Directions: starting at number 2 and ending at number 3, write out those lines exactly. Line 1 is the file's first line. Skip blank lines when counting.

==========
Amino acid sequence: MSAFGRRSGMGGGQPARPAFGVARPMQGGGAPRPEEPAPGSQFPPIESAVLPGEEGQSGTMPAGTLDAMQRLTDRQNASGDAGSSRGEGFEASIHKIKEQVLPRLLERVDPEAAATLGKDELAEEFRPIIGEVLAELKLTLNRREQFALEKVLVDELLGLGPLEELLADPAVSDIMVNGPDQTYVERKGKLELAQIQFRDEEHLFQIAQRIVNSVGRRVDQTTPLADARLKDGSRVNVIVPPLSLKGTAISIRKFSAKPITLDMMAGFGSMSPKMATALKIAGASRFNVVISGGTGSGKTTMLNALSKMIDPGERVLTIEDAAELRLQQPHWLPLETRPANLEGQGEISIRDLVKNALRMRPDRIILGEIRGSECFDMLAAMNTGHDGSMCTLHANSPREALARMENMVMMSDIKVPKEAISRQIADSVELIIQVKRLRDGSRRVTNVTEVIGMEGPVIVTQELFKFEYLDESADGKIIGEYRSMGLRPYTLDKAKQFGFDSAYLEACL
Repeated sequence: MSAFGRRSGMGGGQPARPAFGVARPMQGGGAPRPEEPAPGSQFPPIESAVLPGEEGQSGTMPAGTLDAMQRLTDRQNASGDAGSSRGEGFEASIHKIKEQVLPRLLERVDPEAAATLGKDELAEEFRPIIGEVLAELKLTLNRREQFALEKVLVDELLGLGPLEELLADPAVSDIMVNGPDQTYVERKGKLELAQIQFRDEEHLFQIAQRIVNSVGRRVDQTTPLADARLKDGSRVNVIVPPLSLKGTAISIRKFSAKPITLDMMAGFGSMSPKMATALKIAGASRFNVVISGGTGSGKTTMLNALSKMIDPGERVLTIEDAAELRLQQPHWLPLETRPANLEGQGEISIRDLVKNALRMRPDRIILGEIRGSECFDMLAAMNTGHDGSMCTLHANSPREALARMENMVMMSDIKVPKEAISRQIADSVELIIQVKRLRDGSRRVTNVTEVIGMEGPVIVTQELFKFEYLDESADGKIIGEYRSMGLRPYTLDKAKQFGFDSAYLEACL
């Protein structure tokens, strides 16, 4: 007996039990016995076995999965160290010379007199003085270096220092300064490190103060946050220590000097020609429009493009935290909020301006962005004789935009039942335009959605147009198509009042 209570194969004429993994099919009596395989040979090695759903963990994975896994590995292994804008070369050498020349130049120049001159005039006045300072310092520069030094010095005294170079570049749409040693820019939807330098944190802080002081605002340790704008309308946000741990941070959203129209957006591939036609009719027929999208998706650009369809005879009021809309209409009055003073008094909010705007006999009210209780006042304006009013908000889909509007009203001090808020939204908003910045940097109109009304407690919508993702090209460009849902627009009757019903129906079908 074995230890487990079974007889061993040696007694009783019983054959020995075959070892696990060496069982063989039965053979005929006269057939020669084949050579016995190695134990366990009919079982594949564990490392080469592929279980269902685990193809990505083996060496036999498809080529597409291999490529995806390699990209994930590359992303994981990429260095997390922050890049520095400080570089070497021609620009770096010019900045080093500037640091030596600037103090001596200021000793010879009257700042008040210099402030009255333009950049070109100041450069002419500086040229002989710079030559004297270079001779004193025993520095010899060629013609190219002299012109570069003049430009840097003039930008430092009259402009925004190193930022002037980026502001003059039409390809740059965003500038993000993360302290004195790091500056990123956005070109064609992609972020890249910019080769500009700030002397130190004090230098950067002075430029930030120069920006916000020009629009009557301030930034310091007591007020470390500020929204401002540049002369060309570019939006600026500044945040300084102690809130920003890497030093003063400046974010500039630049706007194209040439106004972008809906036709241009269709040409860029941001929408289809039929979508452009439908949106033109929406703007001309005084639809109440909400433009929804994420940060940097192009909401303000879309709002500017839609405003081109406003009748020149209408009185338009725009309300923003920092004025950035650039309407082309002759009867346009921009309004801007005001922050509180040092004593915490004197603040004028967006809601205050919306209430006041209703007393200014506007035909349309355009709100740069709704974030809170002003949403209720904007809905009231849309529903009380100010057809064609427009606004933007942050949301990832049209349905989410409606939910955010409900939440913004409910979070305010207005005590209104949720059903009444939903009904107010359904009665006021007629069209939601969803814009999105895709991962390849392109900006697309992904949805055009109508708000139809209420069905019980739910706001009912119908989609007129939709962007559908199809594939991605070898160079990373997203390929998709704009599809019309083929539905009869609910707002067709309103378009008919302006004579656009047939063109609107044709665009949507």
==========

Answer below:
Repeated sequence: MSAFGRRSGMGGGQPARPAFGVARPMQGGGAPRPEEPAPGSQFPPIESAVLPGEEGQSGTMPAGTLDAMQRLTDRQNASGDAGSSRGEGFEASIHKIKEQVLPRLLERVDPEAAATLGKDELAEEFRPIIGEVLAELKLTLNRREQFALEKVLVDELLGLGPLEELLADPAVSDIMVNGPDQTYVERKGKLELAQIQFRDEEHLFQIAQRIVNSVGRRVDQTTPLADARLKDGSRVNVIVPPLSLKGTAISIRKFSAKPITLDMMAGFGSMSPKMATALKIAGASRFNVVISGGTGSGKTTMLNALSKMIDPGERVLTIEDAAELRLQQPHWLPLETRPANLEGQGEISIRDLVKNALRMRPDRIILGEIRGSECFDMLAAMNTGHDGSMCTLHANSPREALARMENMVMMSDIKVPKEAISRQIADSVELIIQVKRLRDGSRRVTNVTEVIGMEGPVIVTQELFKFEYLDESADGKIIGEYRSMGLRPYTLDKAKQFGFDSAYLEACL
């Protein structure tokens, strides 16, 4: 007996039990016995076995999965160290010379007199003085270096220092300064490190103060946050220590000097020609429009493009935290909020301006962005004789935009039942335009959605147009198509009042 209570194969004429993994099919009596395989040979090695759903963990994975896994590995292994804008070369050498020349130049120049001159005039006045300072310092520069030094010095005294170079570049749409040693820019939807330098944190802080002081605002340790704008309308946000741990941070959203129209957006591939036609009719027929999208998706650009369809005879009021809309209409009055003073008094909010705007006999009210209780006042304006009013908000889909509007009203001090808020939204908003910045940097109109009304407690919508993702090209460009849902627009009757019903129906079908 074995230890487990079974007889061993040696007694009783019983054959020995075959070892696990060496069982063989039965053979005929006269057939020669084949050579016995190695134990366990009919079982594949564990490392080469592929279980269902685990193809990505083996060496036999498809080529597409291999490529995806390699990209994930590359992303994981990429260095997390922050890049520095400080570089070497021609620009770096010019900045080093500037640091030596600037103090001596200021000793010879009257700042008040210099402030009255333009950049070109100041450069002419500086040229002989710079030559004297270079001779004193025993520095010899060629013609190219002299012109570069003049430009840097003039930008430092009259402009925004190193930022002037980026502001003059039409390809740059965003500038993000993360302290004195790091500056990123956005070109064609992609972020890249910019080769500009700030002397130190004090230098950067002075430029930030120069920006916000020009629009009557301030930034310091007591007020470390500020929204401002540049002369060309570019939006600026500044945040300084102690809130920003890497030093003063400046974010500039630049706007194209040439106004972008809906036709241009269709040409860029941001929408289809039929979508452009439908949106033109929406703007001309005084639809109440909400433009929804994420940060940097192009909401303000879309709002500017839609405003081109406003009748020149209408009185338009725009309300923003920092004025950035650039309407082309002759009867346009921009309004801007005001922050509180040092004593915490004197603040004028967006809601205050919306209430006041209703007393200014506007035909349309355009709100740069709704974030809170002003949403209720904007809905009231849309529903009380100010057809064609427009606004933007942050949301990832049209349905989410409606939910955010409900939440913004409910979070305010207005005590209104949720059903009444939903009904107010359904009665006021007629069209939601969803814009999105895709991962390849392109900006697309992904949805055009109508708000139809209420069905019980739910706001009912119908989609007129939709962007559908199809594939991605070898160079990373997203390929998709704009599809019309083929539905009869609910707002067709309103378009008919302006004579656009047939063109609107044709665009949507």